Blog post

My Paper on Endpoint Tools Publishes

By Anton Chuvakin | September 26, 2013 | 4 Comments

securityincident responseendpointanalytics

My paper on endpoint threat detection and response tools and practices (“Endpoint Threat Detection and Response Tools and Practices”) just published [Gartner GTP subscription required]

Summary: Increased complexity and frequency of attacks elevate the need for enterprise-scale incident response, APT investigations and a rapid forensic process. Endpoint threat detection and response tools help organizations speedily investigate security incidents and detect malicious activities.

Bottom Line:

Endpoint threat detection and response (ETDR) tools enable an organization to achieve comprehensive endpoint visibility, simplify security incident response and detect malicious activities. They are also useful for validating network security alerts that are produced by malware protection systems (MPSs), security information and event management (SIEM) tools, and other devices. For organizations with mature security functions, ETDR tools have become extremely valuable, but proper use of the tools is process- and skill-heavy. Organizations that are willing to put in the effort will find benefit in using the tools.

A few fun quotes:

  • “ETDR tools enable organizations to rapidly investigate large numbers of endpoints (both servers and workstations) in the course of ongoing incident response, and they detect incidents by enabling the analysts to quickly review and analyze traces of malicious activities across the endpoints.”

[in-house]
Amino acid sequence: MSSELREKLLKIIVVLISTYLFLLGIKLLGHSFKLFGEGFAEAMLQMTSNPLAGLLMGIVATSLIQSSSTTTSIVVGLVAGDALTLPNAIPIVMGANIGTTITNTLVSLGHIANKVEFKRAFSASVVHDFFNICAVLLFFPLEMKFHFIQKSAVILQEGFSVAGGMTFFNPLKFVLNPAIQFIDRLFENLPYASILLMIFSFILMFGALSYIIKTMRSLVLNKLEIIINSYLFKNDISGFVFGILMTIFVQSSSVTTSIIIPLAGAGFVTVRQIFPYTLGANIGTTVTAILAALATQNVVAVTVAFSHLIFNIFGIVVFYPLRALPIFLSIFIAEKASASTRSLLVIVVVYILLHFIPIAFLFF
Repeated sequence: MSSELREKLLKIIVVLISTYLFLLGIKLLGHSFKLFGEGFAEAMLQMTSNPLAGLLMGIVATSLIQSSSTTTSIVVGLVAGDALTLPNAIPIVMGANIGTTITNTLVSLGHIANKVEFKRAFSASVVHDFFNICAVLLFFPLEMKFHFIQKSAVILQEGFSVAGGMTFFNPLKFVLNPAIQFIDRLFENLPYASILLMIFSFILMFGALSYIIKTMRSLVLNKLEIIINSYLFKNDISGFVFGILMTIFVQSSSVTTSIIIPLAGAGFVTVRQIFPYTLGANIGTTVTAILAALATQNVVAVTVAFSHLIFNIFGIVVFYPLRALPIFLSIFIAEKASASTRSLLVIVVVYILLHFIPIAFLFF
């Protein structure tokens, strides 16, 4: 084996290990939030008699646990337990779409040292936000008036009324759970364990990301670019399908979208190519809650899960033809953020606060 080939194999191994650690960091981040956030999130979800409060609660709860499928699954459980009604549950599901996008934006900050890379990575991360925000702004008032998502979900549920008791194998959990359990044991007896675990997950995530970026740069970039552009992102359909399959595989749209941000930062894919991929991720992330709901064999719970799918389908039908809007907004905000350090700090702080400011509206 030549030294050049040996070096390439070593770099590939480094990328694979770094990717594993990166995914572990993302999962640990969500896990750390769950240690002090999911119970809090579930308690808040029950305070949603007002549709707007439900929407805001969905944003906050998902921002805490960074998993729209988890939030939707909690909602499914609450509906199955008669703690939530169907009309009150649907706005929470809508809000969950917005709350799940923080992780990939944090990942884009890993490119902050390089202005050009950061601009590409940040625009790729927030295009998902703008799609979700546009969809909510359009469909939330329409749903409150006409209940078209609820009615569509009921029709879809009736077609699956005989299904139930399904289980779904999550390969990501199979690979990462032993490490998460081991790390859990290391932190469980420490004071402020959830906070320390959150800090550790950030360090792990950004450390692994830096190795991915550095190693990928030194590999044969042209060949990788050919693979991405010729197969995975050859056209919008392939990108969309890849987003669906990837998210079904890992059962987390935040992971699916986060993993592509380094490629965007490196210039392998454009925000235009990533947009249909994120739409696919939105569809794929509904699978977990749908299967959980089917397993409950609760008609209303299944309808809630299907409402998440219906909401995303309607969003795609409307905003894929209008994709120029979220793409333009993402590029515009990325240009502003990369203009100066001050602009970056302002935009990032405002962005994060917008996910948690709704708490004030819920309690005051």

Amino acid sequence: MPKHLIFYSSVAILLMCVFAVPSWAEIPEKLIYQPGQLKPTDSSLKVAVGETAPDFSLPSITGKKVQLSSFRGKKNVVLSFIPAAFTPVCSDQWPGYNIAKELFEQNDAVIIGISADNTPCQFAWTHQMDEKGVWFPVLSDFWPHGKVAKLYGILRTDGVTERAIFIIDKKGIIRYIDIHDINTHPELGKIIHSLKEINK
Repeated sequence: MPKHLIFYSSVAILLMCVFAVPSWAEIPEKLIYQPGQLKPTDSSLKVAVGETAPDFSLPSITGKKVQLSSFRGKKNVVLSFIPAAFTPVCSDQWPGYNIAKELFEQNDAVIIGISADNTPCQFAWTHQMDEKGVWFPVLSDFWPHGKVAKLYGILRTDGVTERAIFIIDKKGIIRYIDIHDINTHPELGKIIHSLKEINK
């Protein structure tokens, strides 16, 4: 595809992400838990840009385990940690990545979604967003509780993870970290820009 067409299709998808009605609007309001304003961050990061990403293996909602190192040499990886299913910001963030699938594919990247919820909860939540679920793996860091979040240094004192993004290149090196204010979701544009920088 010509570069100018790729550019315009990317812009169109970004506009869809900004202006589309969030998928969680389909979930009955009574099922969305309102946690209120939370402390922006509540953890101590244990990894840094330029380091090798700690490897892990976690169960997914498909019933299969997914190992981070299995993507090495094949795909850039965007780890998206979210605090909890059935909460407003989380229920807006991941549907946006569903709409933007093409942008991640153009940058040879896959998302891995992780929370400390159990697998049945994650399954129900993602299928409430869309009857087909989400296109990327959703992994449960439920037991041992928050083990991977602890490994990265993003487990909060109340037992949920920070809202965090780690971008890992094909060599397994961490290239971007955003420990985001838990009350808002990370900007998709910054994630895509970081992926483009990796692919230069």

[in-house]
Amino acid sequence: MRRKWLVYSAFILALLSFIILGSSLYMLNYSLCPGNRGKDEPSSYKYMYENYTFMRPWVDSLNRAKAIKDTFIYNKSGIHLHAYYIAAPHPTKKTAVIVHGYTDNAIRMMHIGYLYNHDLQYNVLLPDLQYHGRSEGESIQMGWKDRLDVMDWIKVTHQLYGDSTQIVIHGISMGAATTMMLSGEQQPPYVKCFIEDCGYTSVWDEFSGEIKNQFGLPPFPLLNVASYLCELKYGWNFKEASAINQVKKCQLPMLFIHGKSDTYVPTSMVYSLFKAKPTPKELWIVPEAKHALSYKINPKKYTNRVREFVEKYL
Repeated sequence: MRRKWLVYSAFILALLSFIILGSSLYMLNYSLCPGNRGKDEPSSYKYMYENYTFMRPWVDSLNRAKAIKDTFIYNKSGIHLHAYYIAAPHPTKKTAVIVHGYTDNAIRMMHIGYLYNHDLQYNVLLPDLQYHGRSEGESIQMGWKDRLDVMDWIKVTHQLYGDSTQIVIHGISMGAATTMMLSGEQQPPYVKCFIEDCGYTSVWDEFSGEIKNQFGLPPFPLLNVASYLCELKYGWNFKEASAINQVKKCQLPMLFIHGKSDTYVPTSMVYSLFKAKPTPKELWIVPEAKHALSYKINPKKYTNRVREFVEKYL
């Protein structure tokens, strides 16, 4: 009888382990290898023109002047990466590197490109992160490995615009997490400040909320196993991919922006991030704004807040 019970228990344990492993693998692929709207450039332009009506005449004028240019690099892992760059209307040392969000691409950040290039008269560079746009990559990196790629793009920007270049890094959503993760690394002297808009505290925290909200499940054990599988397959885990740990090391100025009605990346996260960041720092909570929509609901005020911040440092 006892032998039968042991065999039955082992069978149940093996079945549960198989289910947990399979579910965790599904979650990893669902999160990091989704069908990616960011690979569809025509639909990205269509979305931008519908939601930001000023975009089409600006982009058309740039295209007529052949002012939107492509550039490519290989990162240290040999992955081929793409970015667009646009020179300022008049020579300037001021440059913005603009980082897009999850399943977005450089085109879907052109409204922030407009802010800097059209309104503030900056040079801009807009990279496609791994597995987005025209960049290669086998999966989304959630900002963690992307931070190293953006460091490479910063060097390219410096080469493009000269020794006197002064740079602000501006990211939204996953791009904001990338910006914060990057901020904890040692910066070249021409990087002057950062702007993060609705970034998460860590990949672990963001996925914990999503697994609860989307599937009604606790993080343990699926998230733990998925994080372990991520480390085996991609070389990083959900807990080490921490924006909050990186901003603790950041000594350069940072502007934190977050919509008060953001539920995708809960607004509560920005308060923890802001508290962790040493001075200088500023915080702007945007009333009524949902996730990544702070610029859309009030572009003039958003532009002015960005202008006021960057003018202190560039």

• “ETDR tools collect detailed endpoint data, such as running processes, network connection, select files and registry settings, and then create a searchable data store for review by security operations center (SOC) analysts or incident responders.”
  • “Traditional computer forensics tools allow organizations to perform a deep analysis of a single machine in order to reveal key facts about the incident to the high standards required for legal scrutiny. However, today’s incident response requirements call for a completely different type of tool — one that can be used to review specific traces across large numbers of systems quickly in order to triage and investigate incidents before the damage is done.”
  • “Organizations deploying these tools should subscribe to security threat intelligence feeds containing endpoint data such as hashes, filenames, and other host indicators and engineer processes for automated verification of received indicators on all endpoints.”
  • “Evolve from a postincident use to incident discovery by periodic or continuous indicator sweeps and anomaly detection over collected data. Extract site-specific indicators from incident response occurrences, and feed the indicators back into the tools.”


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Comments are closed


  • Moe says:

    Hello Anton, just wondering why solutions such as HB Gary’s are not included in this paper.

  • An excellent question indeed. Mantech is in fact mentioned in my other on IR that just went up, I thought long and hard about adding / not adding Responder Pro to this paper and decided against it (at the last moment). My motivation was that their tools seems better suited for in-depth analysis (malware forensics) and less for broad sweeps like the tools that I mostly deal with. If my decision has been wrong, I will probably add them when updating this paper next year.

  • Eric Schurr says:

    excellent report. very comprehensive, balanced, and accurate. I hope folks take the time to read and digest it. It will help them deal with advanced threats.

  • Eric, thanks A LOT for the praise. This report took a lot of work to write!!